His art installation on the sides of the Ancich Park boathouse is one of his most ambitious design and production efforts. Titled “Seiners at Sunrise,” the 25-piece mounted relief sculpture portrays purse seining, a type of commercial fishing done by the Ancich family and still in use by some of the Gig Harbor fishing fleet today.
The scene details a small skiff stretching a fishing net from the main purse seiner to set it out in the water, while salmon swim underneath the boats and eagles fly overhead.
“The most challenging piece by far was creating the net,” Jackson explains. “I had to weave it myself from various sizes of stainless-steel round bar. It took a month to just to complete that single feature.”
The Ancich Park commission is one of several Jackson has completed for the city, notes Gig Harbor Mayor Kit Kuhn. Jackson also designed and created a 25-foot relief sculpture mounted in the lobby of the Gig Harbor Civic Center.
“His stainless-steel sculpture over the entrance of the council chamber’s entry doors combines a variety of recognizable features that represent Gig Harbor’s landmarks, industry and architecture,” Kuhn says. “He was chosen partially because of the unique quality of his work that would show images that reflected the heritage of Gig Harbor.”
In addition to his commissioned work, Jackson also creates a few pieces for retail sale. Savage Plants and Landscape in Kingston is a big fan. This summer, the nursery retailed two of Jackson’s pieces, including a stainless-steel great blue heron.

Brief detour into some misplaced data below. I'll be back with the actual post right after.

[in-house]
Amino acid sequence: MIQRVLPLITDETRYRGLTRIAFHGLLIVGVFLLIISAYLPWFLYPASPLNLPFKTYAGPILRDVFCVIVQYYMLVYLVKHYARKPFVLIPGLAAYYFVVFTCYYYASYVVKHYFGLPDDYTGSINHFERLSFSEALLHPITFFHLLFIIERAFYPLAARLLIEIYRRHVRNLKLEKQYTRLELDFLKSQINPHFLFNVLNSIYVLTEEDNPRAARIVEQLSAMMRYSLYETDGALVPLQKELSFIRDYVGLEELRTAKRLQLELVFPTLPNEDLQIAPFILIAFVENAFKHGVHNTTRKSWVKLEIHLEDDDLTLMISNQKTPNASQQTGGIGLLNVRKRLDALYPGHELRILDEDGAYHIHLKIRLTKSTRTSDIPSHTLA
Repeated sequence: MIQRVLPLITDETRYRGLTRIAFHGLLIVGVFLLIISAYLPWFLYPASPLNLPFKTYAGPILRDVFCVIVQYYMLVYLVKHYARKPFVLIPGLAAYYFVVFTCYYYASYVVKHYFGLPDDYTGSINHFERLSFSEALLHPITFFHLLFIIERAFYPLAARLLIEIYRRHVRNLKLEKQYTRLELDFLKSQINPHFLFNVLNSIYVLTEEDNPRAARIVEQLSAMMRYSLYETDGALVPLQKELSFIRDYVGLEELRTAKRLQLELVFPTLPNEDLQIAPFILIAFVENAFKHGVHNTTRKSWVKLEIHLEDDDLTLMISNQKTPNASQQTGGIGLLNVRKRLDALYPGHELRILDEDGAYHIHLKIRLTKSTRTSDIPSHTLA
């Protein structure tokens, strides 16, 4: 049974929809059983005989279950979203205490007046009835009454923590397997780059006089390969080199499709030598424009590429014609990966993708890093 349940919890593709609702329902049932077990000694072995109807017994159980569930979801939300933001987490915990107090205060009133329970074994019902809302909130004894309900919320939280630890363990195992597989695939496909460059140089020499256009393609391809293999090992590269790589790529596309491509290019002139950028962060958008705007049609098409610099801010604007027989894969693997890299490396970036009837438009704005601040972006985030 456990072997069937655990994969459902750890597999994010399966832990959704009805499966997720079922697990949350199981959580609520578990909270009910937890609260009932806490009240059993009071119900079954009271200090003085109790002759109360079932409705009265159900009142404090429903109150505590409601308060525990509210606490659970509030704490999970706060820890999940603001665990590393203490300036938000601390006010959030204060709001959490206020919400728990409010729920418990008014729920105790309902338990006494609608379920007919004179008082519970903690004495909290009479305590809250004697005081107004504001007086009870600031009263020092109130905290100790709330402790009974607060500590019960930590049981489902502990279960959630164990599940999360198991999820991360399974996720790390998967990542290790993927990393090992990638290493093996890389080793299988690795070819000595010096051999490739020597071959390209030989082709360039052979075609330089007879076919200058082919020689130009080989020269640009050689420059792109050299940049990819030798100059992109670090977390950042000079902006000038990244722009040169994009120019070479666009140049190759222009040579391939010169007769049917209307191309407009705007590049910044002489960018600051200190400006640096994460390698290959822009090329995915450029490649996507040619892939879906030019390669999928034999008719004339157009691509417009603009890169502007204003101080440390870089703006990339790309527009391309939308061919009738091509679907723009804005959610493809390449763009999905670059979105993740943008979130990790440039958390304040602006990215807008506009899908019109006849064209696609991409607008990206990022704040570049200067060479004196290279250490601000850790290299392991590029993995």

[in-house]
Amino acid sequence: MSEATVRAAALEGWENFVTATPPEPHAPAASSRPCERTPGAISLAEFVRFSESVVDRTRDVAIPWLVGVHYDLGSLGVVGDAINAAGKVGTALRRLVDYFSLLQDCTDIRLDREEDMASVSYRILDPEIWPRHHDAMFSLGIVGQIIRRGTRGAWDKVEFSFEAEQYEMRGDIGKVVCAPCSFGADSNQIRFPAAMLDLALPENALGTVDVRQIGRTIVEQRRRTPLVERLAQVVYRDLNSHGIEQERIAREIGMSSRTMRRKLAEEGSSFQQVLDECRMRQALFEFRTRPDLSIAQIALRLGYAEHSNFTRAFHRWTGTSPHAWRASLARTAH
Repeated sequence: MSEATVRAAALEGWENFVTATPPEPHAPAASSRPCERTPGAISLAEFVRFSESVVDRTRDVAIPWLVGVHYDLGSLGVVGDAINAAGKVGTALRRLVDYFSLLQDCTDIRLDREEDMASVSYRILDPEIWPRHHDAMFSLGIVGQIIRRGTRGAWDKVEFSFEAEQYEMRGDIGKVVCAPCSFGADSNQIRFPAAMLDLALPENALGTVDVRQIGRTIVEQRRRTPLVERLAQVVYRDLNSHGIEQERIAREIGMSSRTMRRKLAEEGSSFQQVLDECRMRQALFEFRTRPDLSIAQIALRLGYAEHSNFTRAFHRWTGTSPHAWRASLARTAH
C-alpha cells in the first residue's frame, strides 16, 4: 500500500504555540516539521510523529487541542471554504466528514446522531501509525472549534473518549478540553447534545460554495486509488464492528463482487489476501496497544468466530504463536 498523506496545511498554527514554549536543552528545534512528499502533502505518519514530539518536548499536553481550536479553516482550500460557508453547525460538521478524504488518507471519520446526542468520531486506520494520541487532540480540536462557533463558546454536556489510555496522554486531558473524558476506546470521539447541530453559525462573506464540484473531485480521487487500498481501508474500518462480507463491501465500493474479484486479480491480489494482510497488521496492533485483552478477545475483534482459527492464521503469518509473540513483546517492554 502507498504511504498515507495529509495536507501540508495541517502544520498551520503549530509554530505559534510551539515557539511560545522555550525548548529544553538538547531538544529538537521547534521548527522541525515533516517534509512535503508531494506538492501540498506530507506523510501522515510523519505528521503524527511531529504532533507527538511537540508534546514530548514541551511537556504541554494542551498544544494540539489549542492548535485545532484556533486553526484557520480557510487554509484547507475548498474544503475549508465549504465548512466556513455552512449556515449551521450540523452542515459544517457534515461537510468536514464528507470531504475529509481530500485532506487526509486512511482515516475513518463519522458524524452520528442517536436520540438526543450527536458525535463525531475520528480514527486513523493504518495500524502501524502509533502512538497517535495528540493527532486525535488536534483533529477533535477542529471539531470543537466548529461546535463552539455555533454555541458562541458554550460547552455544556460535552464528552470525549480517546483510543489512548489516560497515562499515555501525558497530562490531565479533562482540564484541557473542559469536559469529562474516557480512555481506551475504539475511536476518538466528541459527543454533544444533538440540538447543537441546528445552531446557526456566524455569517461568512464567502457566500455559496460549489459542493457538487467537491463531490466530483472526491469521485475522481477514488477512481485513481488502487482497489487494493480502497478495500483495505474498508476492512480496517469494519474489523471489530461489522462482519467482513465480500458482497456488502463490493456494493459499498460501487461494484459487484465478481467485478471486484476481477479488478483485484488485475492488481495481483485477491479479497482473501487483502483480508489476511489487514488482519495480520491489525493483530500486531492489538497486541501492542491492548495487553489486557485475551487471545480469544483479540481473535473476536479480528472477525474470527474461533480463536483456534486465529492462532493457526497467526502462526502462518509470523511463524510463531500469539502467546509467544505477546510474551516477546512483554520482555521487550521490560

When asked how he created the freestanding sculpture, Jackson describes a complex process. He started with a 4-by-8-foot sheet of stainless steel and cut all the pieces either by hand or with the CNC plasma cutter.
“After the initial cutting, I grounded and sanded the flat parts to be smooth and then used a 15-ton hydraulic press to shape the individual parts,” he says. “The body is created in two halves before it’s shaped and welded together. The head is shaped the same way before being attached to the body.”
He created the legs from solid, stainless-steel round bar and then shaped and attached the feet.
“All seams were welded complete, then grinded and sanded smooth using sanding strokes that mimic the actual flow of the feathers,” he continues. “Then I installed the glass eyes from an online taxidermy supply company.”
Jackson’s unique signage can be seen throughout the area, from Poulsbo’s Molly Ward Gardens restaurant to Tacoma’s Broadway Center for the Performing Arts, as well as at the entrance to multiple residential communities, businesses and the Bonney Lake Park and Ride. However, his metal work with an artsy touch is not limited to sculptures and signs. His website’s special project portfolio also includes commissioned furniture — bedframes, unique metal tables and wall screens, as well as artful outdoor landscaping features such as pergolas and trellises.
To see how Jackson’s skills can transform a sheet of stainless-steel and a stock of round bar into a flight of sparrows or a spouting whale, examples of his work and contact information can be found on his website at sunburstmetalworks.com.